I did candy minimalism for a while but then I started to get back into photo editing, photo manipulation. In 2016 I realized I was finding it difficult to find assets to photoshop into my pictures. I wanted to do a photoshop project where I was headless, but with a TV in place of my head. I would search on google, ‘television’ but I could never get the perspective that I wanted. When you go to Google and you type in ‘television.png transparent’ you’ll never get what you want. So I figured there has to be some way that you can create a television the way that you want.
J: So how did you do it?
A: I thought ‘How can I create a television? What’s that solution?’
3D happened in 2016, in the beginning of the year. I was terrible at it, so in the meantime while I was learning 3D, I started doing pastel surreal minimalist 3D spaces. I realized that wasn’t going anywhere so I downloaded Blender and that is when I started becoming serious about 3D. It’s rendering engine renders photorealistically. That’s when everything started looking realistic. I didn’t know at the time that I was super attracted to photorealism. That’s all I cared about after that – making sure that everything that I was creating had real lighting. Every day after work I’ve been modeling, compositing, trying different shading techniques. It’s a lot of work and a lot of effort because when you come home from work you’re tired.
J: Do you think that your experience in digital lighting carries over to you ability to light real world images for photography?
A: Yes. I’m able to speak in the same language as a photographer. The rendering engines that you use are trying to replicate real life. I’m able to direct someone with lighting. Studio environments, even outdoors. That’s compositing. If I take a picture of an empty space, I love adding something that’s not supposed to be there. I’ve done several pieces recently of Austin buildings…
J: Yeah, the Jenga building, the one with the hands…
A: I love doing that. I don’t love deceiving people. (laughs) There have been people who have DM’ed me saying “Where is this!” and I’m like ‘It’s not real!’ (laughs)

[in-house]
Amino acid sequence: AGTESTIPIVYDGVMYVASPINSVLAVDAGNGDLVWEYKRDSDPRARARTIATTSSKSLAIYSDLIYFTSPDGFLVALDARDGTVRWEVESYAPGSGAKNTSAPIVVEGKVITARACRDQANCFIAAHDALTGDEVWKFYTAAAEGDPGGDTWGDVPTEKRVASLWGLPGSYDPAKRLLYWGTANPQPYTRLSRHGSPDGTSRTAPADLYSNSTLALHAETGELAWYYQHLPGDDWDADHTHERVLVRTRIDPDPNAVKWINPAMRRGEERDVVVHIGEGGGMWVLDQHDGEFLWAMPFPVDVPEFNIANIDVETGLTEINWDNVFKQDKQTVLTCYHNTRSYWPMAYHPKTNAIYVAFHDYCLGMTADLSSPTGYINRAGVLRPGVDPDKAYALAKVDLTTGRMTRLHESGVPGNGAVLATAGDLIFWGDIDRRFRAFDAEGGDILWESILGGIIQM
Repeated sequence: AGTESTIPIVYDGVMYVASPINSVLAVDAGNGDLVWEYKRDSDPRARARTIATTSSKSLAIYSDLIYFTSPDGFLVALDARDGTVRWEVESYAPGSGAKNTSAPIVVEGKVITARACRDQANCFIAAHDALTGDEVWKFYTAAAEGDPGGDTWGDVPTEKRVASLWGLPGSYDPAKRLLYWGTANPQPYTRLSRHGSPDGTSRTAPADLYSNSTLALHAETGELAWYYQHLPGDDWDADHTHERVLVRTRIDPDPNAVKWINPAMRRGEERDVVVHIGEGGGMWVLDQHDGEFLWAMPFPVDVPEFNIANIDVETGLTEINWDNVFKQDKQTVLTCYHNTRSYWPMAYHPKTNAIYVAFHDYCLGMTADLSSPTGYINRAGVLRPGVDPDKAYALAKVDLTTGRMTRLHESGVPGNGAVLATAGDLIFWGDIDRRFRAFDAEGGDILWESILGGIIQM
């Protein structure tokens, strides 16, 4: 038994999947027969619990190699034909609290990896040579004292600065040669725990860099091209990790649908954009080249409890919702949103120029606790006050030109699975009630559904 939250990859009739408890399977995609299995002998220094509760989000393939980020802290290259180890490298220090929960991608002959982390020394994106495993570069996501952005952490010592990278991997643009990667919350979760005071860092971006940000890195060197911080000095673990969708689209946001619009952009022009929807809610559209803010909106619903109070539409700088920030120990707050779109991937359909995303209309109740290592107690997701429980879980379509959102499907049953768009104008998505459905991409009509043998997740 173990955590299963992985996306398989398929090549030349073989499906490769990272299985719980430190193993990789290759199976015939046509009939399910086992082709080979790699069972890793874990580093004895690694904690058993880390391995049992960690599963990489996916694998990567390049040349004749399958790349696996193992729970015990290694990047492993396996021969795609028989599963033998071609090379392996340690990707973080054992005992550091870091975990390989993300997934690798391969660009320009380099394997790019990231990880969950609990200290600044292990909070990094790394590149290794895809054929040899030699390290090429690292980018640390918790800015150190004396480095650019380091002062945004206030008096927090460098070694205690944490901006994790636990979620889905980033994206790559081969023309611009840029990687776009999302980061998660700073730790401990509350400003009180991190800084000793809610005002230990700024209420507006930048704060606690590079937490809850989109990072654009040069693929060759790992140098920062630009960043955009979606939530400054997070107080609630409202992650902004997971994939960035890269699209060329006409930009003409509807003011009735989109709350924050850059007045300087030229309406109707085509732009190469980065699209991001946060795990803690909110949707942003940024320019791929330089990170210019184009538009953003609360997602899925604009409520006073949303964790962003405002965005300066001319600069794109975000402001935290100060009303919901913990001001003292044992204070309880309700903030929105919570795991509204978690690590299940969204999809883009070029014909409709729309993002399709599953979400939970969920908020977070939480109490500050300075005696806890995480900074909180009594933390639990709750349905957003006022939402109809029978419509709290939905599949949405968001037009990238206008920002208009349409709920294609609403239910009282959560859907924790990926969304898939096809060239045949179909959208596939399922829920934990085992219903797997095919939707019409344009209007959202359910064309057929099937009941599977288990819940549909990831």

J: That’s hilarious.
A: I had this one girl who went all the way to Bastrop to find the National Geographic logo.
J: Oh wow!
A: Stuff like that. It’s really powerful, photorealism and 3D. I had to start taking it seriously when I realized that people could actually think that [my manipulations] are a real photo!
Here in Austin there’s not that much of a 3D base. I feel like people think of it more as a corporate tool.
J: You mentioned that you want to use 3D for good, but its so easy to create a world where this could be used evilly…
A: It is. That is where 3D-scanning comes in. Its photogrammetry. Essentially, you’re able to gather real photo data points and reconstruct them digitally. I wanted to do it and I talked to all these people about doing it but they were all concerned with the ethics of it. You could rig an image to make it look however you want it to.
The real potential for evil is in sculpting. There’s this sculptor, Ian Spriggs, he makes these sculptures… you can’t tell the difference between the sculpture and reality. What if he rigs someone’s image to make it do whatever he wants it to do?
J: That’s scary!
A: (laughs) 3D is the future and lighting is everything!
Arturo Rodriguez is a photomanipulator and 3D photoshopping artist from Central Texas. @simulsynced
Words by @jas.ikp
Photos by @theoctopi